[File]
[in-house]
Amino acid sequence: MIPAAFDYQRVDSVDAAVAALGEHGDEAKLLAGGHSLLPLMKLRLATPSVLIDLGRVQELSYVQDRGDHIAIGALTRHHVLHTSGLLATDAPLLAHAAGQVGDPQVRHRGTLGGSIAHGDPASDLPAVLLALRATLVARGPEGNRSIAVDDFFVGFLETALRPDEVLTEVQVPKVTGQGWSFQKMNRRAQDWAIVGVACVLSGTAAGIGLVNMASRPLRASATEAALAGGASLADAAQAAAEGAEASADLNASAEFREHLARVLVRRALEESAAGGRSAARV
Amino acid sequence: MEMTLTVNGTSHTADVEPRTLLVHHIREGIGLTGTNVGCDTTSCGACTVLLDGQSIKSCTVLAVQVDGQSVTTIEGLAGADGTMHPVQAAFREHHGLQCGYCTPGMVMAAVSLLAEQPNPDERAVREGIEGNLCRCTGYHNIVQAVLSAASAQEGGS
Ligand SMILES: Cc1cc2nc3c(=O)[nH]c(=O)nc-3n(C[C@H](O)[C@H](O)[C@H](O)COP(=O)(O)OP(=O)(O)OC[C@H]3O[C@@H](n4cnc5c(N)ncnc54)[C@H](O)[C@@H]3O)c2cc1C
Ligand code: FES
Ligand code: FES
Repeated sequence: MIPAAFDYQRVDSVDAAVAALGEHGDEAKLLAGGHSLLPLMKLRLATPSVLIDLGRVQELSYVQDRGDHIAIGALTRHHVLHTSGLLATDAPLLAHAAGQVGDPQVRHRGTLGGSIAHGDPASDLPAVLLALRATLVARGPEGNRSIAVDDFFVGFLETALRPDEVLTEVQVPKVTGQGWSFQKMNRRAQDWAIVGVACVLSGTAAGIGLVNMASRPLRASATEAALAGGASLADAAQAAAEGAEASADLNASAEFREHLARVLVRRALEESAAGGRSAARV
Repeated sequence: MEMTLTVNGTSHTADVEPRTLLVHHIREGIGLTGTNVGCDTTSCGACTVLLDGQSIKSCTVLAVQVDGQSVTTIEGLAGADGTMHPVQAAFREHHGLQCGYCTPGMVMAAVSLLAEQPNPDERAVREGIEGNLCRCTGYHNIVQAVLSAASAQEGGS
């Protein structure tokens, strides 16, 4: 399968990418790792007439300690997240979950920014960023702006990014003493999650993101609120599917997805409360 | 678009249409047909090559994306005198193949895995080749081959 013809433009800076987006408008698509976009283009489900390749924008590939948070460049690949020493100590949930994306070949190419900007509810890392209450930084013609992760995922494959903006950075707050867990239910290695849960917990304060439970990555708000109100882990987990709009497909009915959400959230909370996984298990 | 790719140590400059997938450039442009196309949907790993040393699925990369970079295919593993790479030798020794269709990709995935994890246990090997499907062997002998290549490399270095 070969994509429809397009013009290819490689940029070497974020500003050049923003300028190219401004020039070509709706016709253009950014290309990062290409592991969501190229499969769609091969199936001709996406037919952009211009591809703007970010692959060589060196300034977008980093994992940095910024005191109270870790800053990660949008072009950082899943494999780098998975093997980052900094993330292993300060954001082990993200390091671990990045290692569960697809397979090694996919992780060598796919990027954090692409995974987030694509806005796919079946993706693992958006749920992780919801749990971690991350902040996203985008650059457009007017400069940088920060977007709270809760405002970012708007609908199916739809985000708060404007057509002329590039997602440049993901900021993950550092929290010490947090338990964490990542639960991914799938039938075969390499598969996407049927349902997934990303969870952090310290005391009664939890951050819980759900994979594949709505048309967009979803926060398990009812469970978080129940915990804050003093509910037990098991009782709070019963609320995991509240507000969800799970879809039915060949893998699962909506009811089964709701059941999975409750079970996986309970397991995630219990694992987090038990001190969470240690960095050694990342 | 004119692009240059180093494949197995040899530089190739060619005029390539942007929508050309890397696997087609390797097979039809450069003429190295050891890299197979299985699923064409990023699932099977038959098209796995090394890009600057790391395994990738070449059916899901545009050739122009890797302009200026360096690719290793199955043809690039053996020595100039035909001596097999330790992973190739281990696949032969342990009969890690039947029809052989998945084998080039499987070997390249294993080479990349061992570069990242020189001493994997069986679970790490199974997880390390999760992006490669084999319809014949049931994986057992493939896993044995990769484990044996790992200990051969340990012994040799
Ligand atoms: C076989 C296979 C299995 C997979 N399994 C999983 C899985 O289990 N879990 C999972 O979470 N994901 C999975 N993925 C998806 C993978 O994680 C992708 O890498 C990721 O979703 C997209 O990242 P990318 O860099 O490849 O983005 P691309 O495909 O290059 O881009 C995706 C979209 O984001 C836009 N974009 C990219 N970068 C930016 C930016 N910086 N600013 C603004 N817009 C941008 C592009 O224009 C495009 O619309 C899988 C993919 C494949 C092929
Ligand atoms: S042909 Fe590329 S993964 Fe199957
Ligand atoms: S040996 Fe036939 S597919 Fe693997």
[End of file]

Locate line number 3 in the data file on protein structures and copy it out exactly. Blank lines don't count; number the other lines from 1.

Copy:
Amino acid sequence: MEMTLTVNGTSHTADVEPRTLLVHHIREGIGLTGTNVGCDTTSCGACTVLLDGQSIKSCTVLAVQVDGQSVTTIEGLAGADGTMHPVQAAFREHHGLQCGYCTPGMVMAAVSLLAEQPNPDERAVREGIEGNLCRCTGYHNIVQAVLSAASAQEGGS